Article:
Usually an album that is written very quickly isn't very cohesive. The lyrics don't seem to fit the music and the music feels forced. But that that's not what has happened with Cyanide Canaries' most recent effort, Verify You Are A Human, an album that explores the contrast between computers and humans, but also seems to be pointing to the supposed future singularity when computers gain consciousness. What we've got here is a musical force to be reckoned with. Khalil Stemmler wrote Verify You Are A Human over the course of 35 days.
He's eighteen years old. Let me repeat that. He is eighteen years old. He only started recording his own music in 2009, yet his sound is mature and developed and feels like something that was slaved over. The sound is like that of a rock band formed by robots, featuring a mix of analog and digital instruments. Song names that would otherwise appear to be gibberish (Torywuay Nnhelph, Ecifinide of Composition) were actually pulled from CAPTCHA word generators. Which leads us to the songs themselves.
Standout tracks on the ten-track album (it also includes an additional four bonus tracks) are the aforementioned "Torywuay Nnhelph,” which is a sad observation of the world, as we currently know it. Stemmler ends the song chanting, "Entertain me, shock me and stain me..."; he is describing being caught in the endless stream of material we seek to fill in all of our waking moments. "Geist (The Lost Art Of Human Communication)" is a pulsing-bass-driven number with lyrics of disillusionment that are almost indecipherable against the industrial background noise of the song. It feels like being lost in a warehouse without windows or doors and playing with the echo to keep from going insane. "Ecifinide of Composition" is a boy sitting in his room, playing a simple chord progression and trying to make sense of what seems like a meaningless life. It's a welcome beginning to what would be side-B of the cassette version of this album, the transition to the closing chapters. "Terminal" is the computer trying to speak to us, the voice is distorted and the message is a bit garbled while the beat helps move the song forward. We are given a glimpse at what our computers are talking about when we aren't looking in Verify You Are A Machine. It is a haunting song that somehow feels true even if it is only science fiction right now.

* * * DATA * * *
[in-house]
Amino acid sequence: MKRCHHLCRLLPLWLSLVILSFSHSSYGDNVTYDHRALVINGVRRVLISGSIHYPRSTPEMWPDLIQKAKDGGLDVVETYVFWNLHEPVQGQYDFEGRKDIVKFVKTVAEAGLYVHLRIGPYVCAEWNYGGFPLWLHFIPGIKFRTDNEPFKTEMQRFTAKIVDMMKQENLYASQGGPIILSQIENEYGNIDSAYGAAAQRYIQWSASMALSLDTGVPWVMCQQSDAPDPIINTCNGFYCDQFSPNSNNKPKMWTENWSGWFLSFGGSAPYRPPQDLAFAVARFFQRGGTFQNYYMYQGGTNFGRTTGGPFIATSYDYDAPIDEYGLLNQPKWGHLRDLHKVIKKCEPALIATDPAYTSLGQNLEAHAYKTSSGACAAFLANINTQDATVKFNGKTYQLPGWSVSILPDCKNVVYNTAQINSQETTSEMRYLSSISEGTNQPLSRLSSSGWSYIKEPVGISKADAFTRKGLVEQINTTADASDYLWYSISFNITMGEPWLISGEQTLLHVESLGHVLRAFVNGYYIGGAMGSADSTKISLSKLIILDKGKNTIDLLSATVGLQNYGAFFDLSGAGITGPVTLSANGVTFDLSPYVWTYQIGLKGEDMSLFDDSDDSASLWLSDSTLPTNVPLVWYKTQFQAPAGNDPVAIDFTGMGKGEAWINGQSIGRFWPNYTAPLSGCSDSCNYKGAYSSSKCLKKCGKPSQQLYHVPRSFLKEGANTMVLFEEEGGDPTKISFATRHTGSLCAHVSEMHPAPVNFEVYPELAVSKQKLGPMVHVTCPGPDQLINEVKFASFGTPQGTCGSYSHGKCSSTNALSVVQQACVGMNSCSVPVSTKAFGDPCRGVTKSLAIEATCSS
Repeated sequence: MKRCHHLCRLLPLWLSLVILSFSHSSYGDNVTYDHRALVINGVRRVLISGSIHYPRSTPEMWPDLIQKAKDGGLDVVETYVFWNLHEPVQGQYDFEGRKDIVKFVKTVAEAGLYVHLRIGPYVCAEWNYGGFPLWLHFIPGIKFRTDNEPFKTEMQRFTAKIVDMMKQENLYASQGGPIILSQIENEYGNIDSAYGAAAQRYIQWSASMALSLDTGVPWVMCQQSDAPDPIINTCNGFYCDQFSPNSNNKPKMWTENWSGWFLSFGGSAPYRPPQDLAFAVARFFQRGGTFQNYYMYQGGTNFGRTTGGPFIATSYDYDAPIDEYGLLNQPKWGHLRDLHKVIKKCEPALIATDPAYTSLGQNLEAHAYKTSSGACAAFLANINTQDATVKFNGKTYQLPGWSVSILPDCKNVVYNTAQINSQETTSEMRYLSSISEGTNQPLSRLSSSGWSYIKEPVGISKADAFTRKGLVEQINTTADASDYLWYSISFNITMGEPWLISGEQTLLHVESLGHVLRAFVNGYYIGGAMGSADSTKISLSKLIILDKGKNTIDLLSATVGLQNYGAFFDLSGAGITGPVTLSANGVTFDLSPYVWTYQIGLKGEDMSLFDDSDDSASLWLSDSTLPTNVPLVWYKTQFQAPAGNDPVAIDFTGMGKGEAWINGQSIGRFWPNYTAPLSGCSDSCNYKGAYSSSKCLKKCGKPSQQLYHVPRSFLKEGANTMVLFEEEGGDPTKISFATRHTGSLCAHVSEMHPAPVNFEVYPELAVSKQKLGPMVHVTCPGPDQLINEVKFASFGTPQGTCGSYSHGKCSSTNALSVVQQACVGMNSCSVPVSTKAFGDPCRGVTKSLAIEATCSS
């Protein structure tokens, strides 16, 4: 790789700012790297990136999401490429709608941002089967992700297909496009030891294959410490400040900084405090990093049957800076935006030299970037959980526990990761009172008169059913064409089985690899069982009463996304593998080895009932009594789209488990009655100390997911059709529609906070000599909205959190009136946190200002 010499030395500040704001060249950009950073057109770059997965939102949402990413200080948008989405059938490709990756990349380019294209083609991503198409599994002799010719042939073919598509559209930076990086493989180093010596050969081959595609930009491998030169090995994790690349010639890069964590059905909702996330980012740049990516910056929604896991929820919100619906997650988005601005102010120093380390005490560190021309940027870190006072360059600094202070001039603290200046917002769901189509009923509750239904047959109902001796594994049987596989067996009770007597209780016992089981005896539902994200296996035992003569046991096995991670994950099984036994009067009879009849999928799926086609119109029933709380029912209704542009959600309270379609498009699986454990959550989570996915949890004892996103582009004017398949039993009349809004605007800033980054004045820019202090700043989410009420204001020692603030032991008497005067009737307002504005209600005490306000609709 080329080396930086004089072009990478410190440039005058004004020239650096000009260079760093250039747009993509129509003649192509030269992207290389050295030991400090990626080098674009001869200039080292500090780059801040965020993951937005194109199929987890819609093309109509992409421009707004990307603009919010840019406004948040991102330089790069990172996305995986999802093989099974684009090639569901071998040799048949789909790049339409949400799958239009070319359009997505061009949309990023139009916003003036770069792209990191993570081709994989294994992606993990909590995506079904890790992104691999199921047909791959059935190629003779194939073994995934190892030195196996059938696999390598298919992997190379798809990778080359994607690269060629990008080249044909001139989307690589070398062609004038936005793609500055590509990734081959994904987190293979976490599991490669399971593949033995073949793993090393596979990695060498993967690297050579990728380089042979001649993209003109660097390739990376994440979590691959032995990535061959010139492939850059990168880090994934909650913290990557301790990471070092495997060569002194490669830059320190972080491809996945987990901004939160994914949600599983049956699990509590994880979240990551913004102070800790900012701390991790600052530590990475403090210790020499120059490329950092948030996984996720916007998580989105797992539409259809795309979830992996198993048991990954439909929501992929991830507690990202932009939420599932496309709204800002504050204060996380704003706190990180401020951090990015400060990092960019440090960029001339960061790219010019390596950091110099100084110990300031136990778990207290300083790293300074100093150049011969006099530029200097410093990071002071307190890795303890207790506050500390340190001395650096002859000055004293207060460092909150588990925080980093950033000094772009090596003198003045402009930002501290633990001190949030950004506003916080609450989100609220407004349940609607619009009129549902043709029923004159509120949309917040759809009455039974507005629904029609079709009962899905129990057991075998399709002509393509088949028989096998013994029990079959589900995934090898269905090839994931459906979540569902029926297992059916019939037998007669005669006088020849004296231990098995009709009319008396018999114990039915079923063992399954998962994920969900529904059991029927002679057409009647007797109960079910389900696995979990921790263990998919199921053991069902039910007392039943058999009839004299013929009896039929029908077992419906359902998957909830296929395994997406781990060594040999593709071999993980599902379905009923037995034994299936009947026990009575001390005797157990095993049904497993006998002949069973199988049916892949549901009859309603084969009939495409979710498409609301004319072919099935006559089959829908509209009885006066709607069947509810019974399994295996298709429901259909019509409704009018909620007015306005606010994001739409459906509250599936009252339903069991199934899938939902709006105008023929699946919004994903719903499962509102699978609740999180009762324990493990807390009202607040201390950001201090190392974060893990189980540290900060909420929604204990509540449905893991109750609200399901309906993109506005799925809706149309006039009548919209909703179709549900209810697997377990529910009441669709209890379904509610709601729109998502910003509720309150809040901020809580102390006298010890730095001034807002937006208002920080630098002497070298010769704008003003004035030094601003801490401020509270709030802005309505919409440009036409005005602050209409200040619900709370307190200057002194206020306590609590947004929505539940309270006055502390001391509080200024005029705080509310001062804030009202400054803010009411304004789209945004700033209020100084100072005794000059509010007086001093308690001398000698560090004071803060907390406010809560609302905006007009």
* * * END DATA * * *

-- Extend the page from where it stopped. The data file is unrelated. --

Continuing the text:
But it could all be true.
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